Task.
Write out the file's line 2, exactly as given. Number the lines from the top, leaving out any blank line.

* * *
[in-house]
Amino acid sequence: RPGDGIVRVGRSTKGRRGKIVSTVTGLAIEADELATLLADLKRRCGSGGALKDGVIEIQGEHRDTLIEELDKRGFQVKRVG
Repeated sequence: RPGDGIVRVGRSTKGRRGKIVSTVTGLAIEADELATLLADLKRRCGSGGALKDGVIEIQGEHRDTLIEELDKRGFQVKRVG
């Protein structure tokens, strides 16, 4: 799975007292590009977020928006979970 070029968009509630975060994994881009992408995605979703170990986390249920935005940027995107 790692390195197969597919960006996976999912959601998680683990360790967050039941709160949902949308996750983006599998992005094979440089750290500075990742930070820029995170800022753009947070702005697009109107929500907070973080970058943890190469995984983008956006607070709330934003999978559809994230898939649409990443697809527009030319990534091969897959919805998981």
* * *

Amino acid sequence: RPGDGIVRVGRSTKGRRGKIVSTVTGLAIEADELATLLADLKRRCGSGGALKDGVIEIQGEHRDTLIEELDKRGFQVKRVG